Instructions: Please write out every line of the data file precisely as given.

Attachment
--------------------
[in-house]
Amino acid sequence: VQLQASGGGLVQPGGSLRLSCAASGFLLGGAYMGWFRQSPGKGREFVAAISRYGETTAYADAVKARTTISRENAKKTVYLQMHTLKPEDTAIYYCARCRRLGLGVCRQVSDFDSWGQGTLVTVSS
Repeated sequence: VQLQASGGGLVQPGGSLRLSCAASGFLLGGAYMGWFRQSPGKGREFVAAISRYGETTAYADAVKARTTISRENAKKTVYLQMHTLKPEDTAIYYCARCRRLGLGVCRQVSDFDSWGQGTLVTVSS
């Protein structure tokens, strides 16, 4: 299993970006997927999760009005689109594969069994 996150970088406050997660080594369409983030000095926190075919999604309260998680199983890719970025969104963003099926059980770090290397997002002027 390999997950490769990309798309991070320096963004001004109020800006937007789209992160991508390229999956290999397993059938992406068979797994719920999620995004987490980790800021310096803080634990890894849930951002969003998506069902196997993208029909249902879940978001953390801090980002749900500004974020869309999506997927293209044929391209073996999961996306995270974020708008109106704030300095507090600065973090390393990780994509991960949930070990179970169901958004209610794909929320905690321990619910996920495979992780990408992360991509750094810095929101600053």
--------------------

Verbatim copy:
[in-house]
Amino acid sequence: VQLQASGGGLVQPGGSLRLSCAASGFLLGGAYMGWFRQSPGKGREFVAAISRYGETTAYADAVKARTTISRENAKKTVYLQMHTLKPEDTAIYYCARCRRLGLGVCRQVSDFDSWGQGTLVTVSS
Repeated sequence: VQLQASGGGLVQPGGSLRLSCAASGFLLGGAYMGWFRQSPGKGREFVAAISRYGETTAYADAVKARTTISRENAKKTVYLQMHTLKPEDTAIYYCARCRRLGLGVCRQVSDFDSWGQGTLVTVSS
């Protein structure tokens, strides 16, 4: 299993970006997927999760009005689109594969069994 996150970088406050997660080594369409983030000095926190075919999604309260998680199983890719970025969104963003099926059980770090290397997002002027 390999997950490769990309798309991070320096963004001004109020800006937007789209992160991508390229999956290999397993059938992406068979797994719920999620995004987490980790800021310096803080634990890894849930951002969003998506069902196997993208029909249902879940978001953390801090980002749900500004974020869309999506997927293209044929391209073996999961996306995270974020708008109106704030300095507090600065973090390393990780994509991960949930070990179970169901958004209610794909929320905690321990619910996920495979992780990408992360991509750094810095929101600053």